Technically this release is amazing. The 1080p transfer is gorgeous. The colors are simply gorgeous. According to IMDB, this film was shot at a resolution of 6.5K and finished at 4K and then downscaled to 1080p. But simply, this film just looks beautiful. The Korean language DTS-HD Master Audio 5.1 lossless soundtrack is the only audio option on the disc. There is no dub track only English subtitles are included. This is the way to watch the film anyway. I wouldn’t want to see this dubbed. The score works well with this track also. It is just simply perfect. Overall, in terms of technical merits this release deserves a big major thumbs up!

Despite the amazing A/V on this release, personally I am a bit disappointed in the Blu-ray release for “Parasite”, I feel like it was rushed to release. It also didn’t get a 4K Ultra HD Blu-ray release, which is a bit sad. With the way this film was shot it would be amazing in 4K. It is though available to stream in 4K Ultra HD if that is your thing, just not on disc. Also the special features aren’t very special. There is only one extra included on this Blu-ray disc, which is a Q&A with Director Bong Joon Ho. It is worth watching if you enjoyed the film but I was really hoping for more. I don’t think anyone expected this film to do what it did. Hopefully there will be a re-release of this film in 4K Ultra HD in a nice steelbook release in the future.

Film Review: “The Invisible Man”

THE INVISIBLE MAN
Starring:  Elisabeth Moss, Oliver Jackson-Cohen
Directed by: Leigh Whannell
Rated:  R
Running time:  2 hrs 4 mins
Universal

There’s a great joke I first heard in the eighth grade that deals with a mishap involving Superman, Wonder Woman and the Invisible Man.  I can’t relate it hear but believe me, the punchline is killer.  So is the latest incarnation of the Invisible Man.

We open on a couple in bed.  As Adrian (Jackson-Cohen) sleeps, Cecilia (Moss) gets up, gathers some things and makes her way quietly out of the state of the art house.  Doing her best to avoid cameras and not set off alarms, she makes her way to the road, where a ride is waiting.  But she will soon find out that you can’t run away from some things, no matter how hard you try.

Genuinely terrifying, with a tour-de-force performance by Ms. Moss, “The Invisible Man” starts off slowly and clumsy.  20-minutes in I resigned myself to the fact that I was going to see a rehash of “Sleeping with the Enemy,” only with a Patrick Bergin that I couldn’t see.  But just as that thought came into my head, writer/director Whannell flipped the switch, taking the film into directions I never would have imagined.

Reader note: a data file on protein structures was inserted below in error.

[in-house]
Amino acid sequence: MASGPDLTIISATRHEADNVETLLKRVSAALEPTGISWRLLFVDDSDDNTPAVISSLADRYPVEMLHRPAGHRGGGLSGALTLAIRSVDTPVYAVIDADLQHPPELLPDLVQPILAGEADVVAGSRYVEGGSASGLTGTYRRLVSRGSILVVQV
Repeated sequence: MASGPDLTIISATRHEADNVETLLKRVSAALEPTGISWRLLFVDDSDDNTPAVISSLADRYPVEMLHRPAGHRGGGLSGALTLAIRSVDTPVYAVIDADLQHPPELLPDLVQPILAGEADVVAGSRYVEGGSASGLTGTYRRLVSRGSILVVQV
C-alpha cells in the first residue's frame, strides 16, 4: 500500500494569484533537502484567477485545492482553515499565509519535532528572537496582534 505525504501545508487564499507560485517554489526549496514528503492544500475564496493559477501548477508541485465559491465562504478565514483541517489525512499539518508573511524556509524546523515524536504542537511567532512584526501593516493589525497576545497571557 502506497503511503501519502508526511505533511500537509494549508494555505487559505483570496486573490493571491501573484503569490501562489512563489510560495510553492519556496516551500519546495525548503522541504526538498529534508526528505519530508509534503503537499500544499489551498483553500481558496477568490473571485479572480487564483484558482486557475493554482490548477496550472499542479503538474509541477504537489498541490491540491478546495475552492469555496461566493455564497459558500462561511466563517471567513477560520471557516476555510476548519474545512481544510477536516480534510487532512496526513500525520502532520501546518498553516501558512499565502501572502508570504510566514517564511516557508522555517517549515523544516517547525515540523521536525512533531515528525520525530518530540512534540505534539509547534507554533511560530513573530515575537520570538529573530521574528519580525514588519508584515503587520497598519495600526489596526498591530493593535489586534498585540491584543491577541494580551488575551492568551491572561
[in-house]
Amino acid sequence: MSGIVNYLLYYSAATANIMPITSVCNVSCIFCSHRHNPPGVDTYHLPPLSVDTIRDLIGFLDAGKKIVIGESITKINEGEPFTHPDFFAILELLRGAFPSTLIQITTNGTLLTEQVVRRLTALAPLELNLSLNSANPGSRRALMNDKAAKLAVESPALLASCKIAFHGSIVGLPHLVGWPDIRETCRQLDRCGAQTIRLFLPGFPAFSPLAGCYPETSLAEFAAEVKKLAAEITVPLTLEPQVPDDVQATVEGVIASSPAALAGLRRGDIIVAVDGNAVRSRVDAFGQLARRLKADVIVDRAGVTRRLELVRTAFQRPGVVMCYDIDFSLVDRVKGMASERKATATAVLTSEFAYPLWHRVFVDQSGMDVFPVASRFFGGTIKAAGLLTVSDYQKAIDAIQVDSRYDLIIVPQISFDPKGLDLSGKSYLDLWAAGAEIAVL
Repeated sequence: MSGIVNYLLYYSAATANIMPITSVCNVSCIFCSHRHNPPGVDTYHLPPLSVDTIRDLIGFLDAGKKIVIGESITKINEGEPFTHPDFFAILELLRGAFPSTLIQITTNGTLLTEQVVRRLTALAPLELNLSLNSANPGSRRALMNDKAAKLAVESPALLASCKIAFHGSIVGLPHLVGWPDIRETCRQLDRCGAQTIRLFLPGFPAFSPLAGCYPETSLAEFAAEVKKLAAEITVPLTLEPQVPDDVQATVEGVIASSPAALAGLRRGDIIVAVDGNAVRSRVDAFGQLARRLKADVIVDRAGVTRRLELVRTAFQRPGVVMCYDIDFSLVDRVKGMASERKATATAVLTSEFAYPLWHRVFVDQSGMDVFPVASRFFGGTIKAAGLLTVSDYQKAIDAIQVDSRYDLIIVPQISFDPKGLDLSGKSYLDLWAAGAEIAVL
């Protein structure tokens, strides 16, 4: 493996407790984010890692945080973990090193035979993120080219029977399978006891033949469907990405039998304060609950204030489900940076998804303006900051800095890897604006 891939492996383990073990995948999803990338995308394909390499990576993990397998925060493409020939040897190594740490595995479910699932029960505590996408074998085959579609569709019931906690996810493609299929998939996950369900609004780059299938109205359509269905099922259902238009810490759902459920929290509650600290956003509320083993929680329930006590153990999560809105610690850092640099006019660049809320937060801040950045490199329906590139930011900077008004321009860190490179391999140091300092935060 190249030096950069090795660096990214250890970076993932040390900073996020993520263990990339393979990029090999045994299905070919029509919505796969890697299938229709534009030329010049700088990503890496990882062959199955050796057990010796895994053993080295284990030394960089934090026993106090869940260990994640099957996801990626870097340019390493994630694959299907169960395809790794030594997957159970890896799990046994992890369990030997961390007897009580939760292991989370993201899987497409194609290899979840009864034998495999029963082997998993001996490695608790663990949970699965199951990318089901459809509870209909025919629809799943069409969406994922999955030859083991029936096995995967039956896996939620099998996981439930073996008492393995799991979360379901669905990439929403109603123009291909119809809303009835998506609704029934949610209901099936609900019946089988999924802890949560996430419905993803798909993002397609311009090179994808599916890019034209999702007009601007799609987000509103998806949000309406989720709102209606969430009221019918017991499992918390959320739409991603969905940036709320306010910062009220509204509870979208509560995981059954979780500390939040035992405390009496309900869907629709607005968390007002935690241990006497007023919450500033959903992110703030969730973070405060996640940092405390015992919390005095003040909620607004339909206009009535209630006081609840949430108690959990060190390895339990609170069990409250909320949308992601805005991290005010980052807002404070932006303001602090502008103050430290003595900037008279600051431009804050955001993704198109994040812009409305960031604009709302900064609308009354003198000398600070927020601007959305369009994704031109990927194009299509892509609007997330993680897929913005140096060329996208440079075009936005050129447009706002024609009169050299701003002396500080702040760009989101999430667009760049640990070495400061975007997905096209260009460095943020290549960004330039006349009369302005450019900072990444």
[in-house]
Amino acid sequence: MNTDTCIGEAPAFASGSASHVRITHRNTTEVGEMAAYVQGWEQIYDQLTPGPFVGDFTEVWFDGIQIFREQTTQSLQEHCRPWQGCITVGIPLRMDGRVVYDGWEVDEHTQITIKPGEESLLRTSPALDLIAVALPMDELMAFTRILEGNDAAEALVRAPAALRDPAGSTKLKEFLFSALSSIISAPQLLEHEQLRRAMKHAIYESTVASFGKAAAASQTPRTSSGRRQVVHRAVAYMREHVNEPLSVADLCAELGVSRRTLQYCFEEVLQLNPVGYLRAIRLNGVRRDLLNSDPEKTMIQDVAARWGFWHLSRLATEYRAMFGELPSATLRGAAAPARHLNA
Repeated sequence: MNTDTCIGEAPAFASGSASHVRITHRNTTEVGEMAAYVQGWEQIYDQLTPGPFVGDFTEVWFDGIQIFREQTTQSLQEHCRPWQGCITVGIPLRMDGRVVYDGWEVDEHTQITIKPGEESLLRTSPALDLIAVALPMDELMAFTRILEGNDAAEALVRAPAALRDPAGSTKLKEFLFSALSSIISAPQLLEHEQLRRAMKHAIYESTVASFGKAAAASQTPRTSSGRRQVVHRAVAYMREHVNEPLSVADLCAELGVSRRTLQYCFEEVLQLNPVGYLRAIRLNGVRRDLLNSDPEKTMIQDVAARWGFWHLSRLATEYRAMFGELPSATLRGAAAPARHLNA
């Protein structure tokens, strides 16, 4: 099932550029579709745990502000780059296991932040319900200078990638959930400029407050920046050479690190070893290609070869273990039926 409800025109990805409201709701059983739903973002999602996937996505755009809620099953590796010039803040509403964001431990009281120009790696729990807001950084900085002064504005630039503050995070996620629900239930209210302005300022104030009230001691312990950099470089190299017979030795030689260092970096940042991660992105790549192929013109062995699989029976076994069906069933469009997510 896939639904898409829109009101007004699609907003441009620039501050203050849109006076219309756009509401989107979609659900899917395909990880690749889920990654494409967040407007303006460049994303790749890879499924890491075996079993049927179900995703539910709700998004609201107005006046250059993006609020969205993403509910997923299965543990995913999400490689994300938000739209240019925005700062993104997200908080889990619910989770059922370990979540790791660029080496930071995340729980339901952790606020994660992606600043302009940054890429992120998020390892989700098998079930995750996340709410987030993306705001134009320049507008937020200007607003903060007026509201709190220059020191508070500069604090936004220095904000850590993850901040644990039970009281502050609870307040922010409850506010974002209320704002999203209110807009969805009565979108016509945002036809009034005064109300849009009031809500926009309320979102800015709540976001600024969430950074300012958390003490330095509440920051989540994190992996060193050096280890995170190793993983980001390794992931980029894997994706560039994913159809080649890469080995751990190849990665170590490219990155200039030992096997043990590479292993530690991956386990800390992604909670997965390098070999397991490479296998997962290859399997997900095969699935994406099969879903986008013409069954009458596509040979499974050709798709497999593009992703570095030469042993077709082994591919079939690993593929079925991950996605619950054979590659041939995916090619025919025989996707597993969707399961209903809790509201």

There have been many attempts at filming H.G. Wells’ story of a man with the power of invisibility, from the 1933 Universal Horror Classic “The Invisible Man” starring Claude Rains to the 2000 Kevin Bacon-starrer “Hollow Man.”  Heck, even Kurt Russell and Chevy Chase have taken comedic shots at the story.  But here, the main theme is terror, especially to an audience who is on the edge of their seats, intently staring at the screen and looking for the slightest hint the bad guy is there.

Moss is a revelation here.  Best known for her television and streaming work (“Mad Men,” “The Handmaids Tale”) and a strong supporting turn in last year’s Jordan Peele horror masterpiece, “Us,” she has the unenviable job of basically interacting with a character that the audience never sees.  Whether arguing, pleading or physically fighting with our villain, it’s just her on the screen, yet you feel her terror, especially when she is violently struggling with an entity that she (nor the audience) can see.  Mr. Whannell, no stranger to horror thanks to his involvement in the “Saw” and “Insidious” film series, keeps the pace moving (after the first half-hour) and uses his camera as an almost additional character.  The musical score, by Benjamin Wallfisch (“IT,” “Bladerunner: 2049), helps set the mood as well.  The result is the most terrifying film since the aforementioned “Us.”  By all means, go see it…even if you can’t SEE it!

Theatre Review “Mean Girls” @ Dr. Phillips Center – Orlando, FL

“Mean Girls” is a musical based on the 2004 movie that was written by Tina Fey. The musical premiered in Washington, D.C. in October 2017 and opened on Broadway in April 2018. If you are thinking “Seriously they made a musical for Mean Girls?”, this show has no shortage of talent from the award-winning creative team, including Tina Fey (30 Rock), composer Jeff Richmond (Unbreakable Kimmy Schmidt), lyricist Nell Benjamin (Legally Blonde) and director Casey Nicholaw (The Book of Mormon). This show is packed with energy and devilish humor that will leave you howling.